On a recent edition of the “Insight” podcast, former WWE and WCW Superstar Lance Storm discussed his wrestling career, his current producer role in TNA, a potential in-ring return, and more.
You can check out the highlights from the podcast below:
On if he’s still able to wrestle: “I’m not in ring shape. I could still go but I’m not putting on tights and taking my shirt off in the ring anymore. I’m 54 coming up on 55. But the cosmetic ring shape I am not in. I think I could physically do the other part sure. But I have high standards.”
On his current role in TNA: “Producer coach is sort of what I would consider it, used to be an agent job. But they like to call it producer now. So yeah, take what creative does and translate that to talent and then help coordinate all that on the headset.”
On his wrestling pet peeve: “I think my biggest pet peeve, and I blame Vince, is what I consider just terrible, s*itty covers on pins. It was a couple of years, actually probably five or eight years ago. But Vince became obsessed you got to hook the leg, you got to hook the leg. And so everyone in WWE started doing this. And then I think everyone just copies it because that’s what they watch. But I would say nine out of ten pins today, the person goes towards the guy’s hips and grabs the leg and then rolls his back onto the guy’s stomach. And the guy making the pin is staring at the ceiling with no weight above the dude’s or female’s sternum, it’s like this is terrible. You’re not holding the shoulders down. It’s a terrible visual. Now there’s a lot fewer of them in TNA because I have been harping on the talent since day one. And it’s like, you can still hook the leg, but go to the shoulders, and you can just tell that everyone’s thinking leg because the person is laying there in front of them and they go towards the hips first. It’s like no, pin the shoulders, you can reach back and get the leg. And then the other thing that I harp on people is when you’re covering the shoulders, chest to chest, your head up, we can see your face. We’ve heard the expression Oh yeah, he always looks to the lights. He’s a loser. It’s a part of why she got over, but look at the way Rhea Ripley pins people. You know she won. And you know that she’s the boss. She’s in charge, she won this match.”
On his thoughts on indie wrestling: “This is what I don’t like, because I don’t think it bodes well for learning. I think there’s too many people on the indie scene or trying to get noticed or whatever else. And it’s like, that’s all they’re worried about. We have to come up with this really cool, innovative creative spot so it’ll be giffable. And it’s like, well, that’s great. And Mike Bailey can have some really cool gifs, but Mike Bailey’s really f*cking good. He’s a great wrestler that really knows what he’s doing. So he has all the other parts and he does some really cool sh*t that’s giffable. But if you don’t learn the being really good part first, I think you end up getting more injuries, more danger, and less actual true art form.”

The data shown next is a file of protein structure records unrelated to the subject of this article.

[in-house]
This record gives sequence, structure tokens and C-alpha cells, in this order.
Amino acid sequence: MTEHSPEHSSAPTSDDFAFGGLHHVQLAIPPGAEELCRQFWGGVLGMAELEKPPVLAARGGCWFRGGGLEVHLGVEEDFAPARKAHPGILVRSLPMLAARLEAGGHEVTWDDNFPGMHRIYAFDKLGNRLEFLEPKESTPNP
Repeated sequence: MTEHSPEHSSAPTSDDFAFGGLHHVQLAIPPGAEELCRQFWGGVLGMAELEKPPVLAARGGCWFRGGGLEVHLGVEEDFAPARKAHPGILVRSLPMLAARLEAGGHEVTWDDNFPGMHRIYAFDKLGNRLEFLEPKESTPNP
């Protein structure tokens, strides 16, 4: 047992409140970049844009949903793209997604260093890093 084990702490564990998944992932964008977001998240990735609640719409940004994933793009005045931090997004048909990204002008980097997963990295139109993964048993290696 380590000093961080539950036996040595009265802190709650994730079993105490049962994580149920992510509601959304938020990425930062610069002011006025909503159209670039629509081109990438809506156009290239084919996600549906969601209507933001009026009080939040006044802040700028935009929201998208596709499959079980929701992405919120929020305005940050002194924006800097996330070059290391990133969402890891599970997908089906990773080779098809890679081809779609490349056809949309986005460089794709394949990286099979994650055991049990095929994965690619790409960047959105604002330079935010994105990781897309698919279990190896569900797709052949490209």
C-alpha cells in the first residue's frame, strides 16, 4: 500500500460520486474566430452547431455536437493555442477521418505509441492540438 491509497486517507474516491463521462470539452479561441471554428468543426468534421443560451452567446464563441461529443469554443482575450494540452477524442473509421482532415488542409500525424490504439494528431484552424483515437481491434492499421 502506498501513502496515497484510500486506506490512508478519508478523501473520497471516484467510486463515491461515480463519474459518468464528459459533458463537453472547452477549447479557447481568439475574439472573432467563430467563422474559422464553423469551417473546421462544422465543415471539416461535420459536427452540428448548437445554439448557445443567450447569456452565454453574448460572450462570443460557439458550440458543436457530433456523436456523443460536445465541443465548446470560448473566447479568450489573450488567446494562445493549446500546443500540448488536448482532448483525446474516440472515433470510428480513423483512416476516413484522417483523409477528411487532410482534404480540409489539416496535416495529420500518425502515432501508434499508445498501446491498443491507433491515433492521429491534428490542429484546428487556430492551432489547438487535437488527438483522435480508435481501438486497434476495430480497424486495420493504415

Former WWE and WCW Superstar Lance Storm recently appeared on the “Insight” podcast to discuss various aspects of his wrestling career. From his current role as a producer in TNA to his thoughts on indie wrestling, Storm shared his insights and experiences.
At 54 years old, Storm admitted that he is no longer in ring shape and has no plans of returning to the squared circle. While he believes he could still physically perform, he emphasized that he has high standards and does not want to compromise on the cosmetic aspect of being in shape for wrestling.
Currently, Storm serves as a producer coach in TNA, a role that was previously known as an agent job. He explained that his responsibility is to take the creative direction and translate it to the talent, while also coordinating everything on the headset. This behind-the-scenes role allows him to contribute to the overall production of matches and storylines.
During the podcast, Storm expressed his pet peeve in wrestling, which he attributes to Vince McMahon’s influence. He criticized what he considers to be terrible pin covers, where wrestlers focus on hooking the leg rather than properly holding down the opponent’s shoulders. Storm believes that this visual is not only ineffective but also diminishes the quality of the match. He has been actively addressing this issue with talent in TNA, encouraging them to prioritize pinning the shoulders and maintaining a strong visual presence.
When discussing indie wrestling, Storm expressed concerns about the emphasis on creating viral moments rather than focusing on mastering the art form. He believes that many wrestlers on the indie scene are solely concerned with creating innovative spots that can be shared as gifs online. However, Storm argues that true mastery of wrestling should come first, as it leads to fewer injuries and a more authentic performance. He cited Mike Bailey as an example of a wrestler who combines both technical skill and creative spots effectively.
Overall, Lance Storm’s appearance on the “Insight” podcast provided valuable insights into his wrestling career, his current role in TNA, and his thoughts on the industry. As a respected veteran in the business, Storm’s perspective offers a unique glimpse into the behind-the-scenes workings of professional wrestling.